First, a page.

For me, it’s just how easy these capsules work, and how it allows me to record immediately. The X/Y capsules even have little switches to either broaden or narrow the stereo field it is recording. Need more of a room sound? The Mid-Mic capsule is ready to rock.

But, oh no! We’ve got two guitars, two drum mics, a bassist and a vocalist that need to be recorded NOW, and they want to do it live off the floor. Who knows what is wrong with these people, but thank GOODNESS you brought your H6 recorder with you in your backpack today. But OH NO AGAIN, the H6 only has 4 XLR inputs…


XLR Capsules Zoom H6 Review
I don't personally own this capsule, but it's existence makes my H6 potentially EVEN COOLER.

Back-Up Recording Feature

This is the real business. It has saved me more times than I can count, and I will NEVER turn it off.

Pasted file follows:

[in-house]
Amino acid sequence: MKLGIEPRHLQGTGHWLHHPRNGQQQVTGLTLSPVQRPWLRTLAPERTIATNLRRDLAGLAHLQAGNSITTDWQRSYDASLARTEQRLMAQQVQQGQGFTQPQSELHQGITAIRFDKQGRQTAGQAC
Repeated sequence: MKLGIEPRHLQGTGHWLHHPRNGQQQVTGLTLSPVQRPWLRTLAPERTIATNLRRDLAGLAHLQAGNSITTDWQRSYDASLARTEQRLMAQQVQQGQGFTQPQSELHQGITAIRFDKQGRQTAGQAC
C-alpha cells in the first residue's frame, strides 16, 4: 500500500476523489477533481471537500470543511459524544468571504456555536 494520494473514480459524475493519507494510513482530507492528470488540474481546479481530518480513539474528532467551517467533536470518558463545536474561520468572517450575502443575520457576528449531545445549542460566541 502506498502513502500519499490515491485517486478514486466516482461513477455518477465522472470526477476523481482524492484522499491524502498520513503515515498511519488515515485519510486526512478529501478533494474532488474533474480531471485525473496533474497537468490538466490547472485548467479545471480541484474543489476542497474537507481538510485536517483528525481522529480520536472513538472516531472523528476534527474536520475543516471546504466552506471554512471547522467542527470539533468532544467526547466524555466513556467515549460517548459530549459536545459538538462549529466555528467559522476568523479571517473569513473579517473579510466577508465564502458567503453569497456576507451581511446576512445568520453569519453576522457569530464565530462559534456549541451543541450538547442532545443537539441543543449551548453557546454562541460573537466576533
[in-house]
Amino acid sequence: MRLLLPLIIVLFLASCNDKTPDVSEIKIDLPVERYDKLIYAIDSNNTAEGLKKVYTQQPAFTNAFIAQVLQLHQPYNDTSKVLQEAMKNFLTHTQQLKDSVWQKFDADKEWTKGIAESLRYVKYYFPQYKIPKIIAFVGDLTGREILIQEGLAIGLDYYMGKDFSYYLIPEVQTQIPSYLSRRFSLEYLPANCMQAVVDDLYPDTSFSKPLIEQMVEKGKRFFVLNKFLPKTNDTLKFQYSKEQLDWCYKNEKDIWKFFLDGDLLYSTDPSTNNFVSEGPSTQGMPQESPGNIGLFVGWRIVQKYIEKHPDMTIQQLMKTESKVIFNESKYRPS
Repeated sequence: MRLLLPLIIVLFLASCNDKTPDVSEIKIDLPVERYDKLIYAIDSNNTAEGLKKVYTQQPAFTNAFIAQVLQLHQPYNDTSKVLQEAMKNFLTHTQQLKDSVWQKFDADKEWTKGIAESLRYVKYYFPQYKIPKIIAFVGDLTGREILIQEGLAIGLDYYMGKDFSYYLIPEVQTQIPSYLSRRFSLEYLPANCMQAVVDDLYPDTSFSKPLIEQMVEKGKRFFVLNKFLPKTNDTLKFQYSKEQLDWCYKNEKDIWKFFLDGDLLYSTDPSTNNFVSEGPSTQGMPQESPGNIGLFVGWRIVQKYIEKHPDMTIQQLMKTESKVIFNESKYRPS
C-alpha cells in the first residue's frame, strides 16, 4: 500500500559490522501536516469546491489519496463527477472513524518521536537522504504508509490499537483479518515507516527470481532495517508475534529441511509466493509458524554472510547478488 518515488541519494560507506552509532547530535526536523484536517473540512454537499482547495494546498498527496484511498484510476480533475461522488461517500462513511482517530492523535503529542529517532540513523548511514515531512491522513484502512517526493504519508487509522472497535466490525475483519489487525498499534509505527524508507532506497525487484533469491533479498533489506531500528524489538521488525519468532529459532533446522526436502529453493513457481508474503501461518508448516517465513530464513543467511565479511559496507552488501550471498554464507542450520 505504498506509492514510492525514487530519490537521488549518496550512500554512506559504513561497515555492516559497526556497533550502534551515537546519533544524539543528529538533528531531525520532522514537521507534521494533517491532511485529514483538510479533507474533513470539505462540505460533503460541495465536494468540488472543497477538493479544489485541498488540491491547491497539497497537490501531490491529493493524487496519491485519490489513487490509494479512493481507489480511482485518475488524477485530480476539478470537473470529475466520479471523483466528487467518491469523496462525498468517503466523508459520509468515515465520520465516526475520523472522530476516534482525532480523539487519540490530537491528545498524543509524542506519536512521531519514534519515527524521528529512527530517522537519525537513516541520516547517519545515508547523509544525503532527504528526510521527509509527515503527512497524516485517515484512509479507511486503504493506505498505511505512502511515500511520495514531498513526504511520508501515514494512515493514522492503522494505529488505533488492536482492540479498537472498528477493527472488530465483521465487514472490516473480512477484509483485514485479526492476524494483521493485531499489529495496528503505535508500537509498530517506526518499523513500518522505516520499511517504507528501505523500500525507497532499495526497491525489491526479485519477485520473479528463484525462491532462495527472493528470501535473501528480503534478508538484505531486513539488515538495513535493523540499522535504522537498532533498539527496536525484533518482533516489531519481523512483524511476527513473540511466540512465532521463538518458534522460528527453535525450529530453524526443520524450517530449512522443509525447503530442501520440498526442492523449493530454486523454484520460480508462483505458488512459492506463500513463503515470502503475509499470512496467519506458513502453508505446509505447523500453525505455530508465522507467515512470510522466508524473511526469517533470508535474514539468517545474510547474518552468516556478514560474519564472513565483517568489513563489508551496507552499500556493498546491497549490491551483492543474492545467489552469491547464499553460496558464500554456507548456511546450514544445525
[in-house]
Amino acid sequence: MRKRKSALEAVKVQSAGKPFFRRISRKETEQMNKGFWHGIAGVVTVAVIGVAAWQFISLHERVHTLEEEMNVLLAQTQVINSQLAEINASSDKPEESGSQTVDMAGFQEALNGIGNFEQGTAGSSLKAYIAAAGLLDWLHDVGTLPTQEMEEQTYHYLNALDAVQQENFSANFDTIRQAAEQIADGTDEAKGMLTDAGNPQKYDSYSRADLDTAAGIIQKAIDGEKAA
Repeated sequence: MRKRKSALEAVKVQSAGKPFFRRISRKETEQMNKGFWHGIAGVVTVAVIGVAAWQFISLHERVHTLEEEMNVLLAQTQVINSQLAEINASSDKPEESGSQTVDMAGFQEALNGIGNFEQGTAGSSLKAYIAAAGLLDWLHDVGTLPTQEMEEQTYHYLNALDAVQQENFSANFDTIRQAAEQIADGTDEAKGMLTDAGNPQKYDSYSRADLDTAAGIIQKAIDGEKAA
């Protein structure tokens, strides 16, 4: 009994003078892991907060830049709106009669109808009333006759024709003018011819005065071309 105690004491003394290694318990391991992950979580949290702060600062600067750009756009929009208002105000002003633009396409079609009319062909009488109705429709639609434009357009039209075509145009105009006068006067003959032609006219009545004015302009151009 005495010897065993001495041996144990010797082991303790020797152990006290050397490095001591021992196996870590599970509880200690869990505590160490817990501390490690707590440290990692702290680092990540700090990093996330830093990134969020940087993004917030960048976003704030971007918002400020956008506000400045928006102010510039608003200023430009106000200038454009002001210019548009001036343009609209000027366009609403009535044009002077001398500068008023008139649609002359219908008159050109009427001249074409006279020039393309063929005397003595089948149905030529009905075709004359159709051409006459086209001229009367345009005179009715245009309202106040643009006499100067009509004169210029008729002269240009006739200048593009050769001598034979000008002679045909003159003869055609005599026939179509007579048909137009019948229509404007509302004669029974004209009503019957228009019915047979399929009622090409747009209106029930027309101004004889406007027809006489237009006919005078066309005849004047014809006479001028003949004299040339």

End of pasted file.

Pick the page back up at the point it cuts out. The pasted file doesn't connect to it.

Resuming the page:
Essentially, with back-up recording mode on, you set the gain as you normally would. Alongside your tracks, another set of tracks is recorded with 12dB less gain.

Backup Track
LR Audio is recorded, as well as a BU track, which stands for, get this, Back Up.

But why, you may ask, is this so great? Why don’t I just set my levels properly?

Let me explain through audio. But first, here’s a picture of audio.

Audio File Screenshots
Back up audio first, standard LR audio second. Look at those sweet sweet transients.

12dB less gain, in this case, preserved a recording of the loudest thunder clap I’ve ever heard. And now I shall upload it here for your ear-enjoyment as well.

That's all great, but this is your "Favourite Piece of Gear"?

Hell yes it is. Why? Because it just allows so much freedom when it comes to creating sounds and recording sounds. 

Am I going for a long walk today? The H6 comes with, and maybe it will snag some ambient noises while I’m out and about.